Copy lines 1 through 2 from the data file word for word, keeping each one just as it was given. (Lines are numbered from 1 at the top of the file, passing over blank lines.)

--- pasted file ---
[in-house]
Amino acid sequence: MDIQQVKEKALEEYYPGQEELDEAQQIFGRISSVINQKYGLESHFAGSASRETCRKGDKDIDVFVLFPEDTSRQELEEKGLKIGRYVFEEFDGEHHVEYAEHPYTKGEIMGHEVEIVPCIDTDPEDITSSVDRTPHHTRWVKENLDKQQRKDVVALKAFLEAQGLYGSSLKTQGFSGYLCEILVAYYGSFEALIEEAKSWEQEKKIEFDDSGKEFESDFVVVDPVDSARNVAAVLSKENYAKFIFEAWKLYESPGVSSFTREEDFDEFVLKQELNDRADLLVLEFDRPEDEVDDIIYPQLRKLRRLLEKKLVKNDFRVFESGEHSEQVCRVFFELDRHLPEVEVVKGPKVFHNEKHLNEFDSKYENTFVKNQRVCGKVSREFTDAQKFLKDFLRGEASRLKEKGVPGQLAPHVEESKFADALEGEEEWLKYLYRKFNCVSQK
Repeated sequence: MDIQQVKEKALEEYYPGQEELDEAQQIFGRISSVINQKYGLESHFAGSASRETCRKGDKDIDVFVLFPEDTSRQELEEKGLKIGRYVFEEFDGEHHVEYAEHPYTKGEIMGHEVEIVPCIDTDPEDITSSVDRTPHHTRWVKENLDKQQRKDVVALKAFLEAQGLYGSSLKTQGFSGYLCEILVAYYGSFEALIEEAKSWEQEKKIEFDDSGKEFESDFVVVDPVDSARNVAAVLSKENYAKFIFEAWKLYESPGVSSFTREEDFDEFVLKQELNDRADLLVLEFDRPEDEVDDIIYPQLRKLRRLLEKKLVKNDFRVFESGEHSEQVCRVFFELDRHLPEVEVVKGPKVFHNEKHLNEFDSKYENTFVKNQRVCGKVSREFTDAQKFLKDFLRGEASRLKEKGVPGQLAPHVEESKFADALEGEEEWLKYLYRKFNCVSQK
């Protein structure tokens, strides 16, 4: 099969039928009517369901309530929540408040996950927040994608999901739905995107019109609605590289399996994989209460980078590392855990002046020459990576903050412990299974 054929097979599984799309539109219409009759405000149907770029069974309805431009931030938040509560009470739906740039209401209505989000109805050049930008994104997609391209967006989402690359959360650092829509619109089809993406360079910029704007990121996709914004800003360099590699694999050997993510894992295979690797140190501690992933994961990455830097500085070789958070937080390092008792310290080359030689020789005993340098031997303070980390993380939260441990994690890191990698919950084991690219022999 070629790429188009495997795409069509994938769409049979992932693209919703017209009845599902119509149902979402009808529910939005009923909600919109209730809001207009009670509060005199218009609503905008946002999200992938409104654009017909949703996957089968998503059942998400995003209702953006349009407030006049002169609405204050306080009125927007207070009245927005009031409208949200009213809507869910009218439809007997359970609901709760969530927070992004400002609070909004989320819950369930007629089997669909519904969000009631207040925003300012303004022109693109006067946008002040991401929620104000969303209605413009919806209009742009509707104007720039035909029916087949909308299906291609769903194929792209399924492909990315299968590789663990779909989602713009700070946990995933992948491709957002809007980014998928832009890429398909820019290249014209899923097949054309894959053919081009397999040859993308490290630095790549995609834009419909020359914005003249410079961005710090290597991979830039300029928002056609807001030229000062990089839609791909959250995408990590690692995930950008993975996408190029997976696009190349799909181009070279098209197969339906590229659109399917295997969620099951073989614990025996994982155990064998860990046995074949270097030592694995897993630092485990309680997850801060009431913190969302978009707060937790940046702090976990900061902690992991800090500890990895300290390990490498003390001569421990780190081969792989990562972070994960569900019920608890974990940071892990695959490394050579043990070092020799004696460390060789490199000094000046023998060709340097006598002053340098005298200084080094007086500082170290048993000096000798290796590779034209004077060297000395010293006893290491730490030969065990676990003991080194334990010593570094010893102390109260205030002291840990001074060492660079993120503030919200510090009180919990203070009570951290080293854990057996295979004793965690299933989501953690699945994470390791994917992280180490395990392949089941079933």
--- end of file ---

[in-house]
Amino acid sequence: MDIQQVKEKALEEYYPGQEELDEAQQIFGRISSVINQKYGLESHFAGSASRETCRKGDKDIDVFVLFPEDTSRQELEEKGLKIGRYVFEEFDGEHHVEYAEHPYTKGEIMGHEVEIVPCIDTDPEDITSSVDRTPHHTRWVKENLDKQQRKDVVALKAFLEAQGLYGSSLKTQGFSGYLCEILVAYYGSFEALIEEAKSWEQEKKIEFDDSGKEFESDFVVVDPVDSARNVAAVLSKENYAKFIFEAWKLYESPGVSSFTREEDFDEFVLKQELNDRADLLVLEFDRPEDEVDDIIYPQLRKLRRLLEKKLVKNDFRVFESGEHSEQVCRVFFELDRHLPEVEVVKGPKVFHNEKHLNEFDSKYENTFVKNQRVCGKVSREFTDAQKFLKDFLRGEASRLKEKGVPGQLAPHVEESKFADALEGEEEWLKYLYRKFNCVSQK